Investment returns plunge for higher-ed endowments

Investments on endowments for U.S. colleges and universities lost 0.3 percent on average, net of fees, in the fiscal year ended June 30, 2012, a deep plunge from the average return of 19.2 percent a year earlier, a new report says.

Ten-year returns for fiscal 2012 totaled 6.2 percent, compared to 5.6 percent a year earlier, “suggesting that long-term performance for many institutions continues to improve, says the 2012 NACUBO-Commonfund Study of Endowments.

The biggest endowments, or those with assets over $1 billion, produced the highest return in fiscal 2012, or 0.8 percent, while the smallest, or those with assets under $25 million, produced the smallest return, 0.3 percent, says the study, which is based on data from 831 colleges and universities with $406.1 billion total endowment assets.

Three-year returns averaged 10.2 percent, while five-year returns averaged 1.1 percent, both net of fees, with endowments with assets over $1 billion generating the highest average returns over three, five and 10 years.

Among asset classes, fixed-income investments generated the highest return, 6.8 percent on average, while international equities produced the lowest return, a loss of 11.8 percent.

Domestic equities returned 2 percent, alternative strategies as a group returned 0.5 percent, and short-term equities, cash and other assets returned 0.2 percent.

“With the exception of periods such as the recent economic crisis, institutions with the largest endowments have reported the highest one-year returns,” says a joint statement by John D. Walda, president and CEO at NACUBO, and John S. Griswold, executive director at Commonfund Institute.

That trend was reflected in the data for fiscal 2012, as well as for the “trailing” periods that showed results for three, five and 10 years, they say.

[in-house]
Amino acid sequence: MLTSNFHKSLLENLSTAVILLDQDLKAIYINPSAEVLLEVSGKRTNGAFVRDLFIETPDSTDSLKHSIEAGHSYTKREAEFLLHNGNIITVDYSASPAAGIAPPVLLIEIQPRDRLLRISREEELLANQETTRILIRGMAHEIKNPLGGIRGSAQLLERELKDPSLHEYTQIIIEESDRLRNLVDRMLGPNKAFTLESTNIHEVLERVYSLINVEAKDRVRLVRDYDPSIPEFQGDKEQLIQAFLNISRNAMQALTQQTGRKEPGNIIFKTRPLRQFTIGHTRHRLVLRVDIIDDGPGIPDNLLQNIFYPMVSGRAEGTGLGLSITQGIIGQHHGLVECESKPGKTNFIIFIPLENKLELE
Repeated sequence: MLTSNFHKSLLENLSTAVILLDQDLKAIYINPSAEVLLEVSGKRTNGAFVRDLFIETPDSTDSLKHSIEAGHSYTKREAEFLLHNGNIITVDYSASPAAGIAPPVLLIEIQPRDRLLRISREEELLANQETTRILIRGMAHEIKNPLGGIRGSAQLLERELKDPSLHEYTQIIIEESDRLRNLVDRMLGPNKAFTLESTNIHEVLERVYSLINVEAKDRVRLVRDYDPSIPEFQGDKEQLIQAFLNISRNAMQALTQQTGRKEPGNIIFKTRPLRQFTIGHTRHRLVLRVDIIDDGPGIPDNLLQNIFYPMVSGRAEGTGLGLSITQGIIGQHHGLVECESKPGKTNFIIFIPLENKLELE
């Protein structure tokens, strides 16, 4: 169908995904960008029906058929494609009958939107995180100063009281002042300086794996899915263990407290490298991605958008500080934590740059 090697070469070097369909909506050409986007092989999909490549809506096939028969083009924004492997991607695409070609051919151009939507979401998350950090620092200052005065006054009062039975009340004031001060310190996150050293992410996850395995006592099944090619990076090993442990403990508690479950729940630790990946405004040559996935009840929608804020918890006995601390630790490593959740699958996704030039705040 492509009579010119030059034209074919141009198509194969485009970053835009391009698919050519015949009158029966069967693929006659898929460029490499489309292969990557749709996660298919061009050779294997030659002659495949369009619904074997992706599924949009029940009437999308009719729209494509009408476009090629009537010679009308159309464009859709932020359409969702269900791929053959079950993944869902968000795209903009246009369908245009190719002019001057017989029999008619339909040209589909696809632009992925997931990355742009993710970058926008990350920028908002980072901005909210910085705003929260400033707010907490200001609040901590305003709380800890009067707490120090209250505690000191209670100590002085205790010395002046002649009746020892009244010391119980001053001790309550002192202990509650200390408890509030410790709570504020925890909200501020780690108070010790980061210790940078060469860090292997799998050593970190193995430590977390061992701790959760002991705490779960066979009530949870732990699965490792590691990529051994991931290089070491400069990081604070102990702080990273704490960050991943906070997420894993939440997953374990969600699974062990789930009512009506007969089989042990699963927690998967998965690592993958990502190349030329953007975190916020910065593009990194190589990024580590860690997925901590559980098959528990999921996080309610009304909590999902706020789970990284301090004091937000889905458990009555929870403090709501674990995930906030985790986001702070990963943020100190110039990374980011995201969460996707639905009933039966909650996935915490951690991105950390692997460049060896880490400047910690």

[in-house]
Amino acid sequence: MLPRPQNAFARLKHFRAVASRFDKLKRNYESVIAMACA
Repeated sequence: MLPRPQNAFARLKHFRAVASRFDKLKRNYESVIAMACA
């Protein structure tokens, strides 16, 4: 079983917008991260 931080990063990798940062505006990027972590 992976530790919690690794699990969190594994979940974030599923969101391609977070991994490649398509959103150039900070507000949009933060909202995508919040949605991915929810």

They attribute that outperformance to “well diversified portfolio with an equity bias, the ability to make long-term commitments to less liquid strategies, access to top-tier investment managers, and greater resources, including larger staffs, leading-edge technology and experienced investment committees.”

The effective spending rate at participating institutions in fiscal 2012 was 4.2 percent, down from 4.6 percent a year earlier, with the largest institutions, or those with assets over $501 million, posting the highest effective spending rate, an average of 4.7  percent, and the smallest, or those with assets under $51 million posting average rates under 4 percent.

In fiscal 2012, 39 percent of institutions reported they received less in gifts than a year earlier, while 41 percent reported an increase.

The median total of new gifts was $2.2 million in fiscal 2012 and the average total of new gifts was $8 million, with institutions with assets over $1 billion posting the highest median and average gifts by far.

Among the 616 institutions that reported they carry debt, average total debt was $187.5 million on  June 30, 2012, down from $189 million a year earlier, while media debt grew to $56.7 million from $56.2 million.

Debt service as a share of the operating budget averaged 5.4 percent, essentially unchanged from a year earlier.

Institutions employed the equivalent of 1.6 full-time employees to manage their endowments, unchanged from a year earlier, with the largest endowments employing an average of 10.9 full-time employees and the smallest employing an average of 0.3 employees.

Eighty-two percent of institutions reported using an outside consultant, up 1 percentage point from a year earlier.

Seventy-one percent of institutions said they do not apply environmental, social and governance criteria to portfolio holdings, the same as a year earlier.

Of the 149 institutions that do use some of those investment criteria, 60.1 percent of their portfolio reflects the use of negative screens, with percent of those 149 institutions voting proxies consistent with their screening criteria and 72 percent reporting that screening is a formal institutional policy.

Todd Cohen

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